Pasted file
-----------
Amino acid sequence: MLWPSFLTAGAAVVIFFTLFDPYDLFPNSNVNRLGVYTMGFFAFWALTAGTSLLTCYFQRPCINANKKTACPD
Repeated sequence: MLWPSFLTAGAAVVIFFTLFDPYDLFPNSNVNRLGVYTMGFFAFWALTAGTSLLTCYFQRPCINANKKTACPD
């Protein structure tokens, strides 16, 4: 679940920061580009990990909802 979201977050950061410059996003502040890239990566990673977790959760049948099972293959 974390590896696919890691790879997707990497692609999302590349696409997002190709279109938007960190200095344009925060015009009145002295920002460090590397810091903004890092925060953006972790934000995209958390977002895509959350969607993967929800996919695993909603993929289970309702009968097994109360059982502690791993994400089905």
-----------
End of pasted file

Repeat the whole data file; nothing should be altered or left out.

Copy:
Amino acid sequence: MLWPSFLTAGAAVVIFFTLFDPYDLFPNSNVNRLGVYTMGFFAFWALTAGTSLLTCYFQRPCINANKKTACPD
Repeated sequence: MLWPSFLTAGAAVVIFFTLFDPYDLFPNSNVNRLGVYTMGFFAFWALTAGTSLLTCYFQRPCINANKKTACPD
């Protein structure tokens, strides 16, 4: 679940920061580009990990909802 979201977050950061410059996003502040890239990566990673977790959760049948099972293959 974390590896696919890691790879997707990497692609999302590349696409997002190709279109938007960190200095344009925060015009009145002295920002460090590397810091903004890092925060953006972790934000995209958390977002895509959350969607993967929800996919695993909603993929289970309702009968097994109360059982502690791993994400089905």